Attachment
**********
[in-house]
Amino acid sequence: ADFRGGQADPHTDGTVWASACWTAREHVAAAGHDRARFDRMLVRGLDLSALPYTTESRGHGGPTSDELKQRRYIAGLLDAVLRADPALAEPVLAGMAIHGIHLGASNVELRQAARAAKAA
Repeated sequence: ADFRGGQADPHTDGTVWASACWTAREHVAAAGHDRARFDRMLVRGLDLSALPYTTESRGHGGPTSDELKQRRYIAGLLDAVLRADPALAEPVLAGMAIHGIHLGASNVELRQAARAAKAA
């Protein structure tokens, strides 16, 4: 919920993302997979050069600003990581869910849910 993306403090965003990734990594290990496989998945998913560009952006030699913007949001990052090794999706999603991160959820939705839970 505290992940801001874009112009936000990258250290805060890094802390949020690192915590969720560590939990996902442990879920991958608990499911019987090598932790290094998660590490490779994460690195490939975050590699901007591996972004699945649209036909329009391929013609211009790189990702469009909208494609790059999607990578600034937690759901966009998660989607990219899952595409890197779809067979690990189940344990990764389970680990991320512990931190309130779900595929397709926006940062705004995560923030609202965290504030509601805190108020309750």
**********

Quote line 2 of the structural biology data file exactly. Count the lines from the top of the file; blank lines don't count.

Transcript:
Amino acid sequence: ADFRGGQADPHTDGTVWASACWTAREHVAAAGHDRARFDRMLVRGLDLSALPYTTESRGHGGPTSDELKQRRYIAGLLDAVLRADPALAEPVLAGMAIHGIHLGASNVELRQAARAAKAA